Wednesday, May 14, 2014

Don't Ever, Ever, Ever Take the Pen Out of the Student's Hand!

One of my favourite things to do when students are whiteboarding problems (or designing labs, or playing with manipulatives) is to point at something that is correct and ask "Can you please explain this to me?"

The students' instinct to immediately grab an eraser under the assumption that something must be wrong because the teacher asked about it is incredibly strong and must be squashed.

I want my students to be able to talk to me about physics (or math) even when their answers are correct. Correct mathematical answers do not necessarily correlate to deep conceptual understanding. I want to know what they know. And I want them to be able to explain it to me with confidence.

Of course, I then point out something that is incorrect and ask again "Can you please explain this to me?"

The teachers' instinct to immediately grab the pen (or pencil, marker, crayon, manipulative, mouse, iPad - hereafter all referred to as the "pen") out of the students' hand to "show" them the correct way is incredibly strong and must be squashed.

Don't ever, ever, ever, EVER take the pen out of a student's hand.

Why? These are some of my thoughts:
  • It turns a problem or inquiry activity into a lecture.
  • It makes the teacher an integral part of the conversation (not a good thing).
  • It makes the student a spectator rather than a participant or leader in their learning.
  • It makes the student a listener rather than an explainer.
  • It removes responsibility from the student to explain their thinking and reason through the problem.
  • It negates any opportunity for a student to self-correct by discovering the flaw in their reasoning.
So, I resist the urge to grab the pen. Instead, I continue the conversation something like this:

Me: Can you please explain this to me?
Student 1: We are calculating the coefficient of friction. We know that the force of friction is equal to the applied force.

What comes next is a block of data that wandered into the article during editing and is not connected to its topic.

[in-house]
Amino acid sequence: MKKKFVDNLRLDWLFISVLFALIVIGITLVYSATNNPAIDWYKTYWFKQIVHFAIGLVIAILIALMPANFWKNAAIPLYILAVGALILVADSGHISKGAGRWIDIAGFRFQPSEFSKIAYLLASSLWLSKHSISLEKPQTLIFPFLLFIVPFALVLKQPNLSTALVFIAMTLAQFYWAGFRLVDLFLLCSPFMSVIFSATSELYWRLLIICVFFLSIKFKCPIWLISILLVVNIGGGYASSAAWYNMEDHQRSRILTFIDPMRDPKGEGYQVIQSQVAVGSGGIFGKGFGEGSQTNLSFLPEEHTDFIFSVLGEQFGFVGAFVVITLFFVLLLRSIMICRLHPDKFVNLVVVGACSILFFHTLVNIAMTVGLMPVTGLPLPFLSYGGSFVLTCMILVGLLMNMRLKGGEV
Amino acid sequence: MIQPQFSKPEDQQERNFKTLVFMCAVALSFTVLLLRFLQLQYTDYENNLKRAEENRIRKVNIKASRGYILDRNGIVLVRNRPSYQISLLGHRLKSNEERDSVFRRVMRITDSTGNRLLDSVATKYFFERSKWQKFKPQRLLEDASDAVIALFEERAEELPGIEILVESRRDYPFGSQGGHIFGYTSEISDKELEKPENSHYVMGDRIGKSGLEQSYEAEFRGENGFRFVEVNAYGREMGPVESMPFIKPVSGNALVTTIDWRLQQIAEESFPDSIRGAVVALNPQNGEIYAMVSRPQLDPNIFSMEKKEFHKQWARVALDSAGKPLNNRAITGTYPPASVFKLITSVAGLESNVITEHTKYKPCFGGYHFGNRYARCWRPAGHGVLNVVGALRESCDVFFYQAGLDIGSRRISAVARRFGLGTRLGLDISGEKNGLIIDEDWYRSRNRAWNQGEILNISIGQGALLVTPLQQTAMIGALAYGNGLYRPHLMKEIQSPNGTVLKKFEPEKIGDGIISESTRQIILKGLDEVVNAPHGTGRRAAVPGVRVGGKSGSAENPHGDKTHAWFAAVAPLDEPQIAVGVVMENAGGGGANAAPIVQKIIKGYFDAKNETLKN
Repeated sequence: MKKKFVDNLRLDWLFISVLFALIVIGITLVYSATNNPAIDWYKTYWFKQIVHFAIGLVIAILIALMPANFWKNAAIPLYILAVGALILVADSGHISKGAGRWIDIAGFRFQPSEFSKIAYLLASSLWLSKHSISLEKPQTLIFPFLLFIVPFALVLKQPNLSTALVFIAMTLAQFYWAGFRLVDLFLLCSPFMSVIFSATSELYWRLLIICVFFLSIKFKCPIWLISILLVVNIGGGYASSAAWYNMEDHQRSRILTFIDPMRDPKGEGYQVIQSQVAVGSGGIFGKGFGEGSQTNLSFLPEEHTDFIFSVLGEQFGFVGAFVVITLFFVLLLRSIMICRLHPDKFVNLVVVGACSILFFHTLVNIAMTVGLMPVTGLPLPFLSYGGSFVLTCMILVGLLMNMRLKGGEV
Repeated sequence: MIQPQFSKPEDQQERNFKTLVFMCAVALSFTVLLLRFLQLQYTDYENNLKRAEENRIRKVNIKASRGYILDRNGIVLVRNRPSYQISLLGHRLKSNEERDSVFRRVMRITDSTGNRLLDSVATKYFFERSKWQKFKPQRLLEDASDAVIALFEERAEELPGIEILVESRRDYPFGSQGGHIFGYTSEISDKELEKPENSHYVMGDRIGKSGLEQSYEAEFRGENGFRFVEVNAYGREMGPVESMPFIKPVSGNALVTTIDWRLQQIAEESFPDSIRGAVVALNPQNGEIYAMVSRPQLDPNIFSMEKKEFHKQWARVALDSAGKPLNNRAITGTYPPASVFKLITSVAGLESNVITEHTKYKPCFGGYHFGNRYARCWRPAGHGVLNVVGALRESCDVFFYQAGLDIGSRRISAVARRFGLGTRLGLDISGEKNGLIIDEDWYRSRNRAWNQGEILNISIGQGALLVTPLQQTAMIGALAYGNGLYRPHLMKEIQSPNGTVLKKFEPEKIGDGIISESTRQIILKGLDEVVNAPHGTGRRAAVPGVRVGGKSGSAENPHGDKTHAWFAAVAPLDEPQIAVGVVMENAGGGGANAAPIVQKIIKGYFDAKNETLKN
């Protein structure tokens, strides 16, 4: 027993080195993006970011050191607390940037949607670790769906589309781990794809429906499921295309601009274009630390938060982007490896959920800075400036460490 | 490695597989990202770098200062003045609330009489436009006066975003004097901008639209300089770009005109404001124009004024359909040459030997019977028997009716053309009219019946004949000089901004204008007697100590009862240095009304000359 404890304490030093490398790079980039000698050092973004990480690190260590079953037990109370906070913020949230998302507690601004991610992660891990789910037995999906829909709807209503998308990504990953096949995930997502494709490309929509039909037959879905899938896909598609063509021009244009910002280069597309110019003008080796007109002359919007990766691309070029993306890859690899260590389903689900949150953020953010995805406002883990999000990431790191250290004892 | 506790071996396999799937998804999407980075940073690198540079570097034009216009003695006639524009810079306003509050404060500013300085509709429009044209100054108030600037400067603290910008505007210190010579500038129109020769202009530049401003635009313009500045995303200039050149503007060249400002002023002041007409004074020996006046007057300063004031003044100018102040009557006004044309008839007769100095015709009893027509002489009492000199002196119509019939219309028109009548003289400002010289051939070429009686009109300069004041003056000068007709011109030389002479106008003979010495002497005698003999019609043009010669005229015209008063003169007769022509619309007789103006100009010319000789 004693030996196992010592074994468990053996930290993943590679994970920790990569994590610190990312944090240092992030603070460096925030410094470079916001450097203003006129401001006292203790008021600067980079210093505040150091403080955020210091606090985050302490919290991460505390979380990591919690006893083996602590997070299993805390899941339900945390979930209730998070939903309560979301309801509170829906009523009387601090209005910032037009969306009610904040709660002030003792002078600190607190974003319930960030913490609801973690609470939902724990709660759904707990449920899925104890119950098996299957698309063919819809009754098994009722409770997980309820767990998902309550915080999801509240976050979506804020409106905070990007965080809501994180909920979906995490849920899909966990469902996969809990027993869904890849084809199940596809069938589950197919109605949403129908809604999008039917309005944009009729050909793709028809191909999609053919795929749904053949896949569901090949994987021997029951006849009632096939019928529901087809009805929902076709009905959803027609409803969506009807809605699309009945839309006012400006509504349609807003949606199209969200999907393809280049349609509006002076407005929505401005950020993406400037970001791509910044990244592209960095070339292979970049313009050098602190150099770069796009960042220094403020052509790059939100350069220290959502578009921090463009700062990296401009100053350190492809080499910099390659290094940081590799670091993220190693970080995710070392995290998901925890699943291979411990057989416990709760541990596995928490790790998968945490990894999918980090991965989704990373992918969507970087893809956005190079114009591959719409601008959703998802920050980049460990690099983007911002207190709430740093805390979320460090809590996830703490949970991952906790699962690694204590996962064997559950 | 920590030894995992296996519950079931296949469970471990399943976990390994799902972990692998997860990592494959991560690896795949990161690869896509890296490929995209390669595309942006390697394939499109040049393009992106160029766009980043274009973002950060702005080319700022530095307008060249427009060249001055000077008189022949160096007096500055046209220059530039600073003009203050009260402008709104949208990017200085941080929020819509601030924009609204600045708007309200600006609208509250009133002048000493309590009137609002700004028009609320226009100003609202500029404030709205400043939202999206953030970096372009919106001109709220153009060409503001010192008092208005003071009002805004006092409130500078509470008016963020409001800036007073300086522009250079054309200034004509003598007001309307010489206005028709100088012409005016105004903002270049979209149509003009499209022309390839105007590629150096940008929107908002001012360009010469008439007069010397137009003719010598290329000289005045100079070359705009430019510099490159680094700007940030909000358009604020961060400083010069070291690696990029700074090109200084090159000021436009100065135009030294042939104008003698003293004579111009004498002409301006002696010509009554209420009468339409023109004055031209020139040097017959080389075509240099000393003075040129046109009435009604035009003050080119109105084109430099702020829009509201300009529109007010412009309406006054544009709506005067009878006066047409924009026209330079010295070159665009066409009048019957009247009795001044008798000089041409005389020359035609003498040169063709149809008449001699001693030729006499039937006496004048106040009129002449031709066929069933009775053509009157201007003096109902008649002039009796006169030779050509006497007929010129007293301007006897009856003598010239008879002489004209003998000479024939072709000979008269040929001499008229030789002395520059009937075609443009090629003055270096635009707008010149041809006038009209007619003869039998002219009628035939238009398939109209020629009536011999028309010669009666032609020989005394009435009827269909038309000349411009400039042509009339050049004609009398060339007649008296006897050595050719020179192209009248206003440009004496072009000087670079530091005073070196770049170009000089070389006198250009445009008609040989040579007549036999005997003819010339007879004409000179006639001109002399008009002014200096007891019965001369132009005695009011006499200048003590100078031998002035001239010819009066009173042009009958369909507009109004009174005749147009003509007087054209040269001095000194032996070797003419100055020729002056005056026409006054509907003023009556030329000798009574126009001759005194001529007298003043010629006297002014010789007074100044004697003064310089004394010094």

Me:  How do you know?
Student 1: Because the forces are balanced.
Me: How do you know?
Student 1: Because of Newton's 1st Law.
Me: How do you know 1st Law applies here?
Student 1: Because it is moving at a constant speed.
Student 2: Wait. It's not moving at a constant speed, it's accelerating.
Student 1: What?
Student 3: Ya, see the position graph is curved so there is a change in velocity.
Student 2:  So there must be an unbalanced net force.
Student 1: Oh, I see. So the friction force is not equal to the applied force.
Student 3: But how do we figure out the friction force then?

The entire conversation is student driven. They supply all the arguments and reasoning. The only thing I say is "How do you know?" This forces them to get to their fundamental assumption, the bedrock of their reasoning which is Newton's 1st Law. Once there, the error in their assumption becomes obvious. They self-correct and move on to the next problem, determining the friction force.

Notice how the teacher becomes unnecessary at some point. In fact, I probably walked away around the time that Student 2 jumps in. And I am no where to be found when they start asking what to do next. I am not needed.

And the pen is where it belongs, in the hands of the students.


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